Nurses say YES to Indigenous Voice to Parliament

The Australian College of Nursing (ACN) today reaffirmed and amplified its support for a YES vote for the Indigenous Voice to Parliament in the upcoming Referendum.

ACN CEO, Adjunct Professor Kylie Ward FACN, said the Indigenous Voice to Parliament is a historic human rights and health improvement opportunity for First Nations Australians – and all Australians.

“Closing the health gap between Indigenous and non-Indigenous Australians remains unfinished business and a national priority for our country,” Adjunct Professor Kylie Ward said.

“Nurses witness first-hand the health needs of all Australians in all settings in all locations every day.

“There are around 450,000 nurses and midwives spread across our great country – in every suburb, town, village, and remote communities, including Indigenous communities.

“We are the largest and most geographically dispersed health profession in Australia.

“The essential qualities of nursing – leadership, sacrifice, compassion, dedication, loyalty, and friendship – support people on their individual health journeys.

“We are their carers, and we are their navigators to lead them to the best health outcomes in a complex health system.

“Nurses are trusted and respected.

“Nurses are by the side of Australians to provide care, comfort, and advice at every stage of their lives.

“Midwives and nurses are with patients through maternity and childbirth. We listen to the voice of the mother and family to achieve the best outcome – together.

“Nurses are with families as their children grow and need primary care or treatment at emergency. We listen to their voices to achieve the best outcomes – together.

“Nurses are with patients when they need surgery, elective for a hip or a knee or in emergency or ICU after a serious accident or injury. We hear their voice to work for the best outcome – together.

“Nurses are with patients for vaccinations, routine and in health emergencies or pandemics such as COVID-19. We listen to their voice to achieve the best outcome – together.

“Nurses help manage patients with complex or chronic conditions like diabetes, asthma, or arthritis. We listen to their voice to get the best outcome – together.

“Nurses are there on the oncology ward to help patients through challenging and emotional times and treatments. We listen to their voice to help them get through emotionally and physically – together.

“Nurses are with our parents and grandparents in residential and home aged care at a time that is often when people are vulnerable and in need of particular care. We listen to their voice and make this time of life the best it can possibly be – together.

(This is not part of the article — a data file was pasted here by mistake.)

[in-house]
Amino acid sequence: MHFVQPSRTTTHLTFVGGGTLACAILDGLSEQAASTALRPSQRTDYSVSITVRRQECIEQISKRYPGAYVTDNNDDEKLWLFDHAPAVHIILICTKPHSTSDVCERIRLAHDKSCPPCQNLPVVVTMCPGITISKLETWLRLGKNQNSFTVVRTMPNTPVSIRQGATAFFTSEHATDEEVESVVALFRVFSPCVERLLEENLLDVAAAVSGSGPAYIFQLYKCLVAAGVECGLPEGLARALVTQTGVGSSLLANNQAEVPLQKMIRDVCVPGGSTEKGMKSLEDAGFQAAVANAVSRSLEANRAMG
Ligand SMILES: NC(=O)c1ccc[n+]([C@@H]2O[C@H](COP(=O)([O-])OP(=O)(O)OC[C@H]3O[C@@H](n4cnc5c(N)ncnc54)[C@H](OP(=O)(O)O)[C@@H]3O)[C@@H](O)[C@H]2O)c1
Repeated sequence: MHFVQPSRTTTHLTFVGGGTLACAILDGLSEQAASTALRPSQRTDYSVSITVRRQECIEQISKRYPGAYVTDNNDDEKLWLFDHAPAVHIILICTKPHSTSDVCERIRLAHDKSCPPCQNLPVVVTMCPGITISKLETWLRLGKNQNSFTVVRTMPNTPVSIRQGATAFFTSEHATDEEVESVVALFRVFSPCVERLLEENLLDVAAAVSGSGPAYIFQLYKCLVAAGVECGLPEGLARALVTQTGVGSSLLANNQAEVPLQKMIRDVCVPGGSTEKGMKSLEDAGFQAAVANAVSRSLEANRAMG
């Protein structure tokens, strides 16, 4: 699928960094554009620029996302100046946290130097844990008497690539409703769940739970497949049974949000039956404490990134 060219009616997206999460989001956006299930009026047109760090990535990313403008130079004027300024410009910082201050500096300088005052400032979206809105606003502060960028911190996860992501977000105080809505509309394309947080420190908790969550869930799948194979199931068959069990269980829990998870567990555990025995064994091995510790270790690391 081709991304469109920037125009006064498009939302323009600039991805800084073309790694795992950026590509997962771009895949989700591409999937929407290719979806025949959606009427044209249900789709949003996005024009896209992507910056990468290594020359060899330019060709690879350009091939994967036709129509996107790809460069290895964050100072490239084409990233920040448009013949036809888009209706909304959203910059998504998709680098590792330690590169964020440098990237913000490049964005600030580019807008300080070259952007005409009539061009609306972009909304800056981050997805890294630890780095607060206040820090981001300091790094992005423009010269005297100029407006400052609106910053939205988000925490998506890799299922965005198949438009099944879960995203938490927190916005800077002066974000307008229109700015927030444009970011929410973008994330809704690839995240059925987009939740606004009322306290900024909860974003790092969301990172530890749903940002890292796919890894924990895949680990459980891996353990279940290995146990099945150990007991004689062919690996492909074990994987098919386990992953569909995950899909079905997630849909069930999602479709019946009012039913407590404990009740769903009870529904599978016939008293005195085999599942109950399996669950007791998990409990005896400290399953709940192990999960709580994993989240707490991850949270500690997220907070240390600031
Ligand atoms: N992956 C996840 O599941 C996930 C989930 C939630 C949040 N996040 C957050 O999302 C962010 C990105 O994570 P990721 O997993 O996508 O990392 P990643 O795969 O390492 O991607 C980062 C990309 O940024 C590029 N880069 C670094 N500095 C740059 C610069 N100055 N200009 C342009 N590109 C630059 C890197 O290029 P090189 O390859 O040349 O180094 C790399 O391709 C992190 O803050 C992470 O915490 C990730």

“And nurses are with patients when they are in palliative and end-of-life care. We listen very closely to their voices and create the best possible care and environment – together.

“Quality health care depends on hearing and heeding the voice of the patient.

“In the same way, the Federal Government can deliver better outcomes for First Nations Australians – especially in health and housing and education – by giving them a voice: an Indigenous Voice to Parliament.

“Let’s all work together to recognise Aboriginal and Torres Strait Islander people in our Constitution and give them opportunities to inform policy decisions that directly impact them – like Closing the Gap.

“ACN says vote YES,” Adjunct Professor Ward said.

ACN is one of more than 120 health and medical organisations that last week signed an Open Letter in support of a Voice to Parliament to improve health outcomes for First Nations people and communities.

ACN is a Member of the Close the Gap Steering Committee.

ACN proudly supports the Uluru Statement from the Heart.

ACN stands proudly alongside other nursing and midwifery organisations that support the Indigenous Voice to Parliament.

ACN will this evening host a National Nursing Roadshow event in Brisbane – Talking about the Voice to Parliament: An informed conversation without the noise. The Panel discussion will feature ACN CEO Adjunct Professor Kylie Ward FACN; three First Nations nurses from the ACN First Nations Faculty – Professor Odette Best FACN (Chair), Mel Robinson MACN, and Adjunct Associate Professor Lynore Geia MACN; and Selwyn Button, a member of the Referendum Engagement Group and Chair of the Lowitja Institute.

/Public Release. View in full here.